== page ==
Fraga was reckoned as the Leader of the Opposition to the Spanish Socialist Workers Party (PSOE) government. The PSOE enjoyed great popularity and an absolute majority winning streak in the 1982 and 1986 elections, in part because Fraga and the AP were generally viewed as too reactionary to be an alternative. Following this critical development, Fraga resigned the presidency of the party in 1986. He suffered a scandal in 1983, when it was reported that Rodolfo Almirón, a former Argentine national police officer implicated in Triple A, a right-wing death squad in Argentina, was part of his security team. Because of the outcry, Fraga dismissed Almirón.
With the AP in headlong decline, Fraga resumed the leadership of the party in 1989. With the addition of several lesser Christian democratic parties and the remnants of the Democratic Center Union, he refounded the People's Alliance as the People's Party (Partido Popular – PP). Later in the same year, Fraga encouraged the election of José María Aznar as the party's new president. Fraga was then appointed as honorary president of the PP.
Manuel Fraga returned to his Galician homeland in 1989, winning that year's presidential election as head of the People's Party in Galicia (PPdeG), which had won a one-seat majority in the election. He remained in charge for almost 15 years until 2005, when the PPdeG lost its overall majority.
Fraga saw his credibility damaged in late 2002, when the oil tanker ship Prestige sank off the Galician coast. It caused a massive oil spill that affected the shoreline in the northwest of the region. Fraga was said to have been slow to react and unable, or unwilling, to handle the situation. In 2004, a power struggle between factions of PPdeG further hurt the party's image.
Subsequently, in the autonomous elections of 2005, Fraga and the PPdeG lost their absolute majority in the Parliament of Galicia. Despite their obtaining a 45% plurality in the elections, a left-government coalition developed between the Socialists' Party of Galicia (PSdeG) and the Galician Nationalist Bloc, making socialist Emilio Pérez Touriño the new president. Fraga remained on the political scene from Galicia, as a member of the Senate representing the Parliament of Galicia. Alberto Núñez Feijóo, a member of the Galician Popular Party, has been the PPdG head since late 2005.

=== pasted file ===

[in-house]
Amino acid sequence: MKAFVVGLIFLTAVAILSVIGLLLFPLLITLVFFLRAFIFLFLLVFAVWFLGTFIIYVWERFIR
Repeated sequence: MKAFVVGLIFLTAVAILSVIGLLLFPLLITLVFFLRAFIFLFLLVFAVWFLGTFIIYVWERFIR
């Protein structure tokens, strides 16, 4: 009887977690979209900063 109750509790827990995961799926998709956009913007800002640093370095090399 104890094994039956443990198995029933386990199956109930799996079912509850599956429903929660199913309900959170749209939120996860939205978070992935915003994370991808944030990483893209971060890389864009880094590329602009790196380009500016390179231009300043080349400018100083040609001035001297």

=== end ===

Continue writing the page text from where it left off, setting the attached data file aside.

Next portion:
Fraga was designated as a Senator by the Galicia Parliament in 2008.
Fraga was one of the writers of the democratic constitution and spent part of his political career lessening the censorship law during the latter years of the Franco dictatorship. However he had openly admitted admiration for General Franco and the regime in public on several different occasions. He was renowned for his temper tantrums in public at not being referred to or addressed as Don Manuel. He most famously shouted during a television interview, completely unaware the camera was filming and the show was being broadcast live on air. Manuel Fraga Iribarne was probably one of the most important and yet controversial politicians in modern Spain.
To his supporters, Fraga was a Galician hero who throughout his rule, modernised Galicia and built up a fair level of tourism to the region. He built great roads and motorways and in 2000, he approved the Galician Plan to build Spain's first high speed bullet train. However to his opponents he was an authoritarian relic of the Franco era who failed to lift Galicia and its people out of poverty and unemployment.
Despite their political differences, he maintained a friendship with Fidel Castro, himself of Galician descent, who visited him in Galicia in 1992.
Fraga died on 15 January 2012 of a respiratory disease. His funeral was attended by Prince Felipe and Princess Letizia.